Healthy Eats – Food Network Healthy Living Blog: Food Network's Healthy Eats: Healthy Recipes, Weight Loss Tips & Nutrition Information
All Posts In Food Fight
Food Fight!: Broccoli vs. Kale by Toby Amidor in Food Fight, Healthy Tips, November 5, 2013
Food Fight!: Pancakes vs. French Toast by Dana Angelo White in Food Fight, October 3, 2013
Food Fight! Lemonade vs. Iced Tea by Dana Angelo White in Food Fight, Healthy Tips, July 22, 2013
Food Fight: Turkey Burger vs. Beef Burger by Toby Amidor in Food Fight, June 7, 2013
Ground turkey has a reputation for being a very lean meat, but that’s only the case if you choose ground turkey breast. Unless otherwise specified, the dark turkey meat and skin gets mixed in with the light making it fattier than you may think.
A 4-ounce cooked turkey burger (made from a combo of dark and light meat) has 193 calories, 11 grams of fat, 3 grams of saturated fat and 22 grams of protein. It’s an excellent source of niacin and selenium and a good source of vitamin B6, phosphorus and zinc. Choosing ground turkey made from only breast will have 150 calories, 1.5 grams of fat, and 0 grams saturated fat. Since it’s so lean, it can end up being too dry and not-so-tasty.
Undercooked ground turkey has been associated with salmonella, so make sure your turkey burger is safe to eat by cooking it to 165 degrees Fahrenheit. Check that the proper temperature is reached by using a thermometer.
Food Fight: Sweet Potatoes vs. White Potatoes by Dana Angelo White in Food Fight, March 15, 2013
A medium-sized baked sweet potato has 102 calories, 24 grams of carbohydrates, 2 grams of protein, 4 grams of fiber and no fat or cholesterol. It’s also rich in the antioxidant beta-carotene and contains a small amount of vitamin C. Sweet potatoes are also loaded with potassium and vitamin B6.
Baked, roasted, mashed, added to chili or pureed into soup – adding sweet potatoes to your meals can help you stay satisfied and provide you with a hefty dose of nutrients.
Food Fight: Eggnog vs. Hot Cocoa by Dana Angelo White in Food Fight, Healthy Holidays, December 11, 2012
A frothy combo of egg, cream and sugar, this classic libation is a gut-buster. Add a jolly splash (or two) of booze and the calories only get worse.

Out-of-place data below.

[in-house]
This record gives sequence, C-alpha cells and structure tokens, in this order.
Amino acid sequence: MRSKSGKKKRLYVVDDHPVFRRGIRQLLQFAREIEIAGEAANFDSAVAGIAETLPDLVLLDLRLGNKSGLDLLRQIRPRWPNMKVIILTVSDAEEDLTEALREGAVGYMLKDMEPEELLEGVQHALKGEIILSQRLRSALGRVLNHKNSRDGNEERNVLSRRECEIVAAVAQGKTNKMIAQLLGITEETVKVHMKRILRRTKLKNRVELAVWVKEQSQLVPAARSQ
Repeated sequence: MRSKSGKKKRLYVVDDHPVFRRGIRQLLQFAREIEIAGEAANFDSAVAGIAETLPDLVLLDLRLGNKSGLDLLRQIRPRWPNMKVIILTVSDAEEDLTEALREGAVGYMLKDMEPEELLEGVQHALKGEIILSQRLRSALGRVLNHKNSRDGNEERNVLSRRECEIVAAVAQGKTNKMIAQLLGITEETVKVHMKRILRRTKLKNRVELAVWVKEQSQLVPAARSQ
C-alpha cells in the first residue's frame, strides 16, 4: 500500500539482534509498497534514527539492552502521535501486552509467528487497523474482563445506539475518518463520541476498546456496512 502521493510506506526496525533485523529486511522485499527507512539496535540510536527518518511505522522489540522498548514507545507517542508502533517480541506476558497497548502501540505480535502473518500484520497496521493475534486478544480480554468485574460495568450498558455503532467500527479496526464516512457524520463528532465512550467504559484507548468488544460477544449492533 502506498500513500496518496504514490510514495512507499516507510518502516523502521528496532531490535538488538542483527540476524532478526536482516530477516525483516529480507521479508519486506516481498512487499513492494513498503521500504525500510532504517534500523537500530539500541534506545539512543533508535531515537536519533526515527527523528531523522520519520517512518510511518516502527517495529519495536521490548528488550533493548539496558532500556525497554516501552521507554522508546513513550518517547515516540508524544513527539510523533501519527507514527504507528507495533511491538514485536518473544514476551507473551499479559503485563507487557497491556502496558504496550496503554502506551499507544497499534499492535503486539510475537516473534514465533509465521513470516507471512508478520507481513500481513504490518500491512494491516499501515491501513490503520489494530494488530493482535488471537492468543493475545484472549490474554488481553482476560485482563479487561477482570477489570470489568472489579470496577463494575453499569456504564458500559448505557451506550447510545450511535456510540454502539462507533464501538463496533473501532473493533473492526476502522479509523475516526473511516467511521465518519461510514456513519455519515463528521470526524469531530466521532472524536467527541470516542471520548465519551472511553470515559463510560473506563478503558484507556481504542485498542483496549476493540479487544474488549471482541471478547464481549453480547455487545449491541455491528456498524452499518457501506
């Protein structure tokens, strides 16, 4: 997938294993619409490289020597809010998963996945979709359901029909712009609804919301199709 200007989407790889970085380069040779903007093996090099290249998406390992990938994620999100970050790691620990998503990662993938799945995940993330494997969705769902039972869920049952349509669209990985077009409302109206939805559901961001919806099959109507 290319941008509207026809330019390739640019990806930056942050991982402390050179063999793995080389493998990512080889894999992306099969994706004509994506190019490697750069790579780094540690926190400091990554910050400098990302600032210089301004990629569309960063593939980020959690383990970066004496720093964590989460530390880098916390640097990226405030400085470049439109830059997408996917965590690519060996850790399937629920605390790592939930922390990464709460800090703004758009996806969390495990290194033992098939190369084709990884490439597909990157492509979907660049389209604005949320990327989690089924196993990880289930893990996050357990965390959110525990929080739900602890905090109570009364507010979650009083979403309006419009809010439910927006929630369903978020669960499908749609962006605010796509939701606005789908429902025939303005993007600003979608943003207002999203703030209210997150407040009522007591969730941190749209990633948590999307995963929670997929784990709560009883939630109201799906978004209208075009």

Homemade and lightened-up versions can dial back the fat and calories and highlight the healthy attributes of this seasonal treat. Use lower fat ingredients and eggnog has a lot to offer – namely good-for-you nutrients like protein, calcium and vitamin D.
Food Fight: Agave vs. Honey by Toby Amidor in Food Fight, Healthy Tips, November 1, 2012
Most agave nectar is produced from the blue agave plant grown in desert regions like the hilly areas in Mexico. The syrup is extracted from the “honey water” found at core of the plant, filtered, heated and then processed to make it into thicker nectar you see at the store. This makes agave a good sweetener for vegans (who don’t eat honey).
Agave nectar has a dark amber color, but has a more neutral flavor than honey. One tablespoon of the sweetener has about 60 calories compared to about 45 and 60 in the same amount of granulated sugar and honey, respectively. It’s 1 ½ times sweeter than sugar and so you can use less of it. Agave easily dissolves in cold liquids like smoothies and iced tea and can be used to replace granulated sugar in baked products (see instructions below). Many food manufacturers also use agave nectar in products like energy drinks and bars because of its light flavor and over-hyped nutritional benefits.
Food Fight: Almond Butter vs. Peanut Butter by Toby Amidor in Food Fight, October 16, 2012
Two tablespoons of almond butter has around 202 calories, 18 grams of mostly unsaturated fat, and 4 grams of protein. It’s an excellent source of vitamin E, magnesium and manganese. It also provides fiber, calcium, iron, a few B-vitamins, potassium, and zinc.
The flavor of almond butter is comparable to peanut butter only nuttier and slightly richer. It’s a tasty alternative for those with peanut-only allergies.
A recent ABC News article also reported that two-time American Olympic medalist and beach volleyball player Kerry Walsh eats almond butter and honey sandwiches, especially before she competes.
There are a few cons when it comes to this nut butter. Some food manufacturers may add sugar, salt or hydrogenated oils in order to increase its shelf life. Read the ingredient list and choose the variety with the fewest ingredients and no additives.
A second con: almond butter isn’t as easy to find as peanut butter. You may need to go to a specialty food stores or ask your grocery store manager to order it. It’s also more expensive than peanut butter – organic varieties can run around 8 to 10 dollars per 15-ounce jar!
Food Fight: Multigrain vs. Whole Wheat Bread by Toby Amidor in Food Fight, September 20, 2012
Understanding Whole Grains
Before delving into this battle, we need to settle on the term whole grain. All grains are made of 3 parts: the large endosperm (with protein and carbs), the germ (with fat and B-vitamins) and the outer bran (with fiber and vitamins). When a food is labeled as 100% whole grain, this means that the entire grain (all 3 parts) is left intact. When the food is refined or milled (like in white bread), this means the bran and most of the germ has been removed during processing.
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